[Humanist] 27.483 models of computation

Humanist Discussion Group willard.mccarty at mccarty.org.uk
Wed Oct 30 07:23:28 CET 2013


                 Humanist Discussion Group, Vol. 27, No. 483.
            Department of Digital Humanities, King's College London
                       www.digitalhumanities.org/humanist
                Submit to: humanist at lists.digitalhumanities.org



        Date: Tue, 29 Oct 2013 12:18:00 +0000
        From: Arianna Ciula <ariannaciula at gmail.com>
        Subject: Re:  27.471 models of computation
        In-Reply-To: <20131026072243.DD6B63A65 at digitalhumanities.org>


Thanks both for these informative replies which I dare to summarise as
following:

- modelling practices span indeed fields of knowledge and art, moving from
visible to invisible abstractions;
- what might be specific to digital humanities research - or more in
general to interdisciplinary endeavours that make use of
computationally-inspired modelling - is the necessity to combine diverse
modelling techniques (formal reading and close reading, for instance).

Arianna Ciula

On Sat, Oct 26, 2013 at 8:22 AM, Humanist Discussion Group <
willard.mccarty at mccarty.org.uk> wrote:

>                  Humanist Discussion Group, Vol. 27, No. 471.
>             Department of Digital Humanities, King's College London
>                        www.digitalhumanities.org/humanist
>                 Submit to: humanist at lists.digitalhumanities.org
>
>
>
>         Date: Fri, 25 Oct 2013 13:57:56 +0200
>         From: Øyvind_Eide <oyvind.eide at iln.uio.no>
>         Subject: Re:  27.467 models of computation; system for online
> encyclopedia
>         In-Reply-To: <20131025081455.93868768F at digitalhumanities.org>
>
>
> Dear Paul, and all,
>
> I believe the idea of producing models of various sorts is a key to this.
> Each particular model will hide and highlight different things, but so will
> each type of model at a different level.
>
> In my own area of textual studies: Various types of text encoding give
> different insights, but another level of understanding can be reached by
> comparing text encoding to other types of modelling, such as mapping. What
> is hidden and what is highlighted by this specific map? How do this compare
> to other maps? To specific examples of TEI encoding, RDF models, or even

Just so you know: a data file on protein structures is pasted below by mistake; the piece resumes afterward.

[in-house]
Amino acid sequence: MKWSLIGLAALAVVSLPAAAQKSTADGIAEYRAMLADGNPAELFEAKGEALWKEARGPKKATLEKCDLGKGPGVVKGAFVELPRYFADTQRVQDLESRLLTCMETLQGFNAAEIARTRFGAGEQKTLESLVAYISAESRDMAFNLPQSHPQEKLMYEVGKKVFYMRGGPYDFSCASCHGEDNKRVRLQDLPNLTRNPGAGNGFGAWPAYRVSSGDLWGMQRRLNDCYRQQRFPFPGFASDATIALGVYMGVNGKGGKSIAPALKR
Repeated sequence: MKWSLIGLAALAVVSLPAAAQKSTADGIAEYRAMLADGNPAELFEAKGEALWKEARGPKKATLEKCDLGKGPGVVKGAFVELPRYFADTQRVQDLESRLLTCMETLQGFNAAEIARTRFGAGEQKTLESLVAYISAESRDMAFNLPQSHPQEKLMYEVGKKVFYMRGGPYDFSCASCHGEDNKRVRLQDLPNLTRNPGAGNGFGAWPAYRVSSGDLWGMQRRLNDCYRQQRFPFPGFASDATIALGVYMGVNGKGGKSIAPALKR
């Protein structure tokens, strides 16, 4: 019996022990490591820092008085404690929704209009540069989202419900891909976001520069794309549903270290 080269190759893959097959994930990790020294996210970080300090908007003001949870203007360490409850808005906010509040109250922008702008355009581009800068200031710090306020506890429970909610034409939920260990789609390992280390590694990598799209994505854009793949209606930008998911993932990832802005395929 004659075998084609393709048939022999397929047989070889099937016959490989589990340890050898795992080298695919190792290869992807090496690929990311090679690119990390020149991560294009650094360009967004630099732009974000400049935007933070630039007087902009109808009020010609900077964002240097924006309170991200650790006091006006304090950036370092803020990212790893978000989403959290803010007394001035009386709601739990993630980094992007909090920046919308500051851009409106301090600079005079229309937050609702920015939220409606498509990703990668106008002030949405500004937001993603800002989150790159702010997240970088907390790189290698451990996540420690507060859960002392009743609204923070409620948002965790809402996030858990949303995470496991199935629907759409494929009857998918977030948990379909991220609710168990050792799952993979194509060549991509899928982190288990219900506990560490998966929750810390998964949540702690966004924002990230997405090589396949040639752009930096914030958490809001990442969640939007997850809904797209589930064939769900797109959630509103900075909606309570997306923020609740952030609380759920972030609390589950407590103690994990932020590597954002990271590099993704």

> theatre versions (to stretch the idea of a model a bit)?
>
> I believe various exemplars of various types of models combined with what
> is currently called traditional methods (such as close reading) to be a
> useful line of work. It is indeed time consuming, but so is any detailed
> study of a text.
>
> Kind regards,
>
> Øyvind Eide
>
> On 25. okt. 2013, at 10:14, Humanist Discussion Group wrote:
>
> >                 Humanist Discussion Group, Vol. 27, No. 467.
> >            Department of Digital Humanities, King's College London
> >                       www.digitalhumanities.org/humanist
> >                Submit to: humanist at lists.digitalhumanities.org
> >
> >  [1]   From:    Paul Fishwick <metaphorz at gmail.com>
>   (28)
> >        Subject: Re:  27.463 models of computation
> >
> >  [2]   From:    "Holly C. Shulman" <hcs8n at virginia.edu>
>   (50)
> >        Subject: Re:  27.464 system for online encyclopedia?
> >
> >
> >
> --[1]------------------------------------------------------------------------
> >        Date: Thu, 24 Oct 2013 11:08:21 -0500
> >        From: Paul Fishwick <metaphorz at gmail.com>
> >        Subject: Re:  27.463 models of computation
> >        In-Reply-To: <20131024073057.8C88B2F03 at digitalhumanities.org>
> >
> >
> > Arianna asks:
> >
> >> Can we do in digital humanities what scholars do/have done with other
> >> techniques? Is modelling in computing going to lift our way of seeing
> and
> >> therefore thinking to another level? I think your answer implies that it
> >> does. But what level of analysis can we reach?
> >
> > I am unsure as to what level can be reached, however, I can point you to
> > a small effort we have to produce models of various sorts, starting
> > with a sculpture (called X) by artist Liz Larner. This short news blog
> summarizes
> > the importance of the effort in terms of modelling:
> >
> >
> http://www.utdallas.edu/atec/blog/2013/10/atec-professor-reflects-on-nasher-xchange-installation/
> >
> > This process will take a few months to complete, but the idea is to
> expand
> > the nature of interpretation to result in models, a subset of which will
> be
> > expressed within the medium of typography (e.g., the more traditional
> text-based
> > interpretations of art criticism, or mathematical models using textual
> expressions).






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